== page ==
That’s how much one teen in our family finance community racked up in library fines. Ouch!
Of course, the teen didn’t have near that much money on hand to pay off the penalty. (And no emergency fund in place. Yet.)
This is where many parents would resign themselves to just paying the fine themselves. To compensate for letting their penniless teen off the hook financially, the parents might feel compelled to inflict more of an emotional penalty — extended lecturing, reminding, or, as teens like to call it, nagging.
Sigh. What parent needs more teen drama?
The parents of this teen, however, found a better way.
They paid off the $111 fine. But they also set up an automated $3 weekly deduction on their teen’s account. Payments roll into the parent’s account as weekly installments until the fine is fully repaid. Activity alerts on the teen’s card provide a steady drumbeat of reminders that library fines are not to be taken lightly.
That’s 37 automated nags that this teen’s parents won’t have to deliver personally.
Sweet. Accountability without the drama.
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While it's important to teach kids about the consequences of things, I think that as parents we need to help them to avoid getting into a situation where the finance problem is too big to bear too. Unfortunately that means nagging!ReplyDelete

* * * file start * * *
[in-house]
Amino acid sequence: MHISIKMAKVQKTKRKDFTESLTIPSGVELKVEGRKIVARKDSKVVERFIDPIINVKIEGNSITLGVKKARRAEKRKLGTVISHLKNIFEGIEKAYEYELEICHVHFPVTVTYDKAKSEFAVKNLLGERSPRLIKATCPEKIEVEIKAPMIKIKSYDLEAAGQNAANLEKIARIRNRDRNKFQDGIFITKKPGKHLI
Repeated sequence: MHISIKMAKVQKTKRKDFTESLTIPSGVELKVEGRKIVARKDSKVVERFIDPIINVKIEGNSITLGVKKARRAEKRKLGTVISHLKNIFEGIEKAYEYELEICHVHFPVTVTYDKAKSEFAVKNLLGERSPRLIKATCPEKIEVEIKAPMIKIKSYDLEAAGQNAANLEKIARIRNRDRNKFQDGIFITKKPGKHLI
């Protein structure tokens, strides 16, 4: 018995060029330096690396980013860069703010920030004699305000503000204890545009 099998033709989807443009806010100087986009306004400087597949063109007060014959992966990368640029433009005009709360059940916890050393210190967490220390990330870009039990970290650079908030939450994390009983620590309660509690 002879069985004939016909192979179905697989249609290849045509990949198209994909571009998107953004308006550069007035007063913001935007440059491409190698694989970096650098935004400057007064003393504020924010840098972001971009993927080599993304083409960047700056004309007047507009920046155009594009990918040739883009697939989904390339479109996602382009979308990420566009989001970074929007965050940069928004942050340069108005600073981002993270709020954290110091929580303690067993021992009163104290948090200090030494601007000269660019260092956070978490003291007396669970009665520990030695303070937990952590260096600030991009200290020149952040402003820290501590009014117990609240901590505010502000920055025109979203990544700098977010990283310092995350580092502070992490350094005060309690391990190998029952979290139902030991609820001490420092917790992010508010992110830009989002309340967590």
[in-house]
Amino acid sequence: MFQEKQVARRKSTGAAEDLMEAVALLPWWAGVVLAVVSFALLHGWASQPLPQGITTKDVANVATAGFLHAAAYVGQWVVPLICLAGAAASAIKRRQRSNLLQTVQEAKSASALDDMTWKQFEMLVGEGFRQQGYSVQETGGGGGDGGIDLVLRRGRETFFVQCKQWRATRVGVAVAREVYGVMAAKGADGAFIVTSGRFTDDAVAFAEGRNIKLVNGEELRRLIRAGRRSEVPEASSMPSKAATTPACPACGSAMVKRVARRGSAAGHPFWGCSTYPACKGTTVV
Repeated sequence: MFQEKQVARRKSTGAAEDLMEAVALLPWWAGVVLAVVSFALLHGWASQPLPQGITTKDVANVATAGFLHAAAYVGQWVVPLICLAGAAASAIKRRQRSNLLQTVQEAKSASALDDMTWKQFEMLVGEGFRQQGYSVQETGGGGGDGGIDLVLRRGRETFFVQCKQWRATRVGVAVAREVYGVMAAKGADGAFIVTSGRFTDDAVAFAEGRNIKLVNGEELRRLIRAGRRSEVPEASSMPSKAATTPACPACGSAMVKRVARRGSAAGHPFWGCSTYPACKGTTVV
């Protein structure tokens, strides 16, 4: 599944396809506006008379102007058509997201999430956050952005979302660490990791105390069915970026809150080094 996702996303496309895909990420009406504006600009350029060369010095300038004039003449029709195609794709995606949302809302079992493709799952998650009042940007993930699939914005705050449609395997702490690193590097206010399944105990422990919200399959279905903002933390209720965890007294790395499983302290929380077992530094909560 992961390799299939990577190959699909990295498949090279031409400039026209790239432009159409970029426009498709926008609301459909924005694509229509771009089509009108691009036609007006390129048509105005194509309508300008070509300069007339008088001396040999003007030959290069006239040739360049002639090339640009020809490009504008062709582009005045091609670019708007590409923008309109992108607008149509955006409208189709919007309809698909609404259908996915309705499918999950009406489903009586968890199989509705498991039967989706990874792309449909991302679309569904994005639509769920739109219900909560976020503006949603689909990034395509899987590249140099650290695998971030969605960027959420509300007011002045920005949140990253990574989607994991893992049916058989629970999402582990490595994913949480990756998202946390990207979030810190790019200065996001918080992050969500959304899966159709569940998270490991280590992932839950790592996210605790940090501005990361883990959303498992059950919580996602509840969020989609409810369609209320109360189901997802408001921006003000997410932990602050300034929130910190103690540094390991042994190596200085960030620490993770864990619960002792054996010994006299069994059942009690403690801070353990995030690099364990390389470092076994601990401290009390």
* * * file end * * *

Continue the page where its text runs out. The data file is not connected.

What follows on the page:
My issue is daughter used Famzoo card and got cash advances. There appeared to be no limit as long as card had sufficient balance to pay. She was supposed to buy to buy school supples but instead took the cash advanceReplyDelete
How can I limit or not allow a cash advance to be received?
You are correct that FamZoo cards permit PIN-based cash back transactions and ATM use. We tend toward a more open trust-but-verify model, and try to force the tough conversations/communication through things like real-time activity alerts. If that doesn't work (no product covers every scenario), you may want to try a different card offering that supports more of a parental lock-down model.ReplyDelete